Mother Superior and Lady Anne/Marian nod before saying their farewells to Brother Tuck, for now.
To be continued with Chapter 26
“Sir Guy’s Atonement” (Book 3), Ch. 25 References, April 27, 2015 Gratiana Lovelace (Post #737)
1) My story cover for “Sir Guy’s Atonement” is a composite image of:
a) Sir Guy portrayed by Richard Armitage found at richardarmitagenet.com/images/gallery/RobinHood/album/seasonthree/Episodefive/slides/5_086.jpg (crop-hair-manip-hi-res); and
b) The spectre image of Lady Marian is that of Lucy Griffiths who portrayed Lady Marian in the BBC series Robin Hood from 2006-2009 and was found at Hamilton Hodell Talent Management at http://www.hamiltonhodell.co.uk/cv/client_lucy-griffiths_id_100044.htm; image found at
2) Mother Superior Sister Ignatius image is Judi Dench in the film Pitch Black 2: The Chronicles of Riddick (2004) found at http://www.aveleyman.com/ActorCredit.aspx?ActorID=4524 ; for more information about the wimple she wears, please visit http://en.wikipedia.org/wiki/Wimple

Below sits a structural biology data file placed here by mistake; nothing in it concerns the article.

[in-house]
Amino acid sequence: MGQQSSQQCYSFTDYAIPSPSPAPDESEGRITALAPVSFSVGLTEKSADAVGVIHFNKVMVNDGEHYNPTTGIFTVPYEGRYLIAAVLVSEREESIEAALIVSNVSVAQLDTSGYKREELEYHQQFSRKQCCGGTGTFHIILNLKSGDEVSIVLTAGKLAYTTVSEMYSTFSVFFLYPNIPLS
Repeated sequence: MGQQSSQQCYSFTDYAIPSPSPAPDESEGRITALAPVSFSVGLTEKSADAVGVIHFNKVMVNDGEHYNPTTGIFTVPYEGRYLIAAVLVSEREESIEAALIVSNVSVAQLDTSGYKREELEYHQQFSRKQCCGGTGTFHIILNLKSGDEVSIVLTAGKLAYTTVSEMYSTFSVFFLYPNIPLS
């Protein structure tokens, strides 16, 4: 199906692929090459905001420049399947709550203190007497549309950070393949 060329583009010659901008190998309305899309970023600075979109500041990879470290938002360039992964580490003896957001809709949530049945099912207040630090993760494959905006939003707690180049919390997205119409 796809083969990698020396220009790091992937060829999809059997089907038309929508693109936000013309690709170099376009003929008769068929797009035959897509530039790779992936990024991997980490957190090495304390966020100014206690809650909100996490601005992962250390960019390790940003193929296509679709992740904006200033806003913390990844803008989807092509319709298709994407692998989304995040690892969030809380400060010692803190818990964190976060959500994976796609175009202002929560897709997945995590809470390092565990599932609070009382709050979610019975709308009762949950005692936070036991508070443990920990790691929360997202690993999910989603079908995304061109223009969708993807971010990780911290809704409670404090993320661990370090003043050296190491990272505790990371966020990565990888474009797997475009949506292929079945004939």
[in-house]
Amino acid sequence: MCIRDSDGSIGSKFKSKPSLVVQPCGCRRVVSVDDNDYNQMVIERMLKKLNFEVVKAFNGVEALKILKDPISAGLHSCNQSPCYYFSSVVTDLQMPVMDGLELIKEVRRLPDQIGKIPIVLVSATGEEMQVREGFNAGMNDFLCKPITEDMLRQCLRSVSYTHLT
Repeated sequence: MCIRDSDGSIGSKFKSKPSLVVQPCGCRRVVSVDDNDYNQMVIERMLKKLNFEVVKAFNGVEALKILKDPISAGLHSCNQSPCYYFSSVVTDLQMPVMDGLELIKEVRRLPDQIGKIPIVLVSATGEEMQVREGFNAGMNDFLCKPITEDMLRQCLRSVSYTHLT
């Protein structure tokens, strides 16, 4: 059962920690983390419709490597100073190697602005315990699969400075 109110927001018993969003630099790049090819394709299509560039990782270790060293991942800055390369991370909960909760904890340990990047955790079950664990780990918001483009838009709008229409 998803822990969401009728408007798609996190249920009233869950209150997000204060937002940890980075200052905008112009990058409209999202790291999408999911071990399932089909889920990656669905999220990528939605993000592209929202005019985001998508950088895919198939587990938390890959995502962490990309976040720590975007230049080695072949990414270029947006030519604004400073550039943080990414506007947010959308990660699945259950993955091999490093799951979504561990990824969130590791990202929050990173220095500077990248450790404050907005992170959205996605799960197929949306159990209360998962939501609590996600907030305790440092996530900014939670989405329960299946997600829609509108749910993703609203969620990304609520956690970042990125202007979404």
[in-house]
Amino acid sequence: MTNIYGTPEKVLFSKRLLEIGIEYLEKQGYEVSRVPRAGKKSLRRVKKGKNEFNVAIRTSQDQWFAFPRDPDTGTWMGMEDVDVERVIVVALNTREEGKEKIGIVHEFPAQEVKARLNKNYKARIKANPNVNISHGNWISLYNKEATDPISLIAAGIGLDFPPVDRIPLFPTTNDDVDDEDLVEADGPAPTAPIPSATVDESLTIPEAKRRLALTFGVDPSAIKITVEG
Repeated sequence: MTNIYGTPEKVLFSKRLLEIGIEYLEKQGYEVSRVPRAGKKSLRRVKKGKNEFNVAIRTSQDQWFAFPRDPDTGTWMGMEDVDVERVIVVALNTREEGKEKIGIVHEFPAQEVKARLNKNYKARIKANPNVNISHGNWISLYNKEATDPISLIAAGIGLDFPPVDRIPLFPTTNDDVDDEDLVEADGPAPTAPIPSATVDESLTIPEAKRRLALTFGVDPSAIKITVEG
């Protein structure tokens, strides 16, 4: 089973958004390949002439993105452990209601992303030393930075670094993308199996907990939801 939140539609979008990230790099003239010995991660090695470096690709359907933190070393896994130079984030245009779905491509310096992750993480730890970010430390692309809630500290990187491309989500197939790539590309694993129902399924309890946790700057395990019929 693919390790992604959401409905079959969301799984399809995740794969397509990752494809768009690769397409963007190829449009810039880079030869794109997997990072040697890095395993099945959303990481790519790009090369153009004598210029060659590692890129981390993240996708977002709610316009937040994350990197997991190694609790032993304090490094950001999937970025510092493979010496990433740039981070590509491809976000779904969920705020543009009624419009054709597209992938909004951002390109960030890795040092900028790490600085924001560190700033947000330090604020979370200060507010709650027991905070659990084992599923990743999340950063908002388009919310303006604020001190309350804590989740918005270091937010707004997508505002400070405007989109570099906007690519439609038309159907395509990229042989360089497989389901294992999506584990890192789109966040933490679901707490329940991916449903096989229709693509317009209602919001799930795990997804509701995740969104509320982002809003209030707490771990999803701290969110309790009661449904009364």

3) Lady Anne as a postulant is a person who has not yet taken her final vows to become a nun. For more information, please visit: http://en.wikipedia.org/wiki/Postulant
4) Cropped image of Brother Tuck (as portrayed by David Harewood) in the BBC’s production of Robin Hood series 3, episode 12 (pix 60) was found at http://www.richardarmitagenet.com/images/gallery/RobinHood/album/seasonthree/Episodethirteen/slides/13_060.html
5) The image of Lady Anne/Marian is a composite image: that of Lucy Griffiths who portrayed Lady Marian in the BBC series Robin Hood from2006-2009 and was found at
at Hamilton Hodell Talent Management at http://www.hamiltonhodell.co.uk/cv/client_lucy-griffiths_id_100044.htm;;
and of the modified wimple was masked from http://www.aveleyman.com/ActorCredit.aspx?ActorID=4524; for more about wimples, vist http://en.wikipedia.org/wiki/Wimple; and a Photoshop Elements teakwood background
“Sir Guy’s Atonement” (Book 3), Previous Ch. 26 Blog Link with embedded illustrations (Post #735)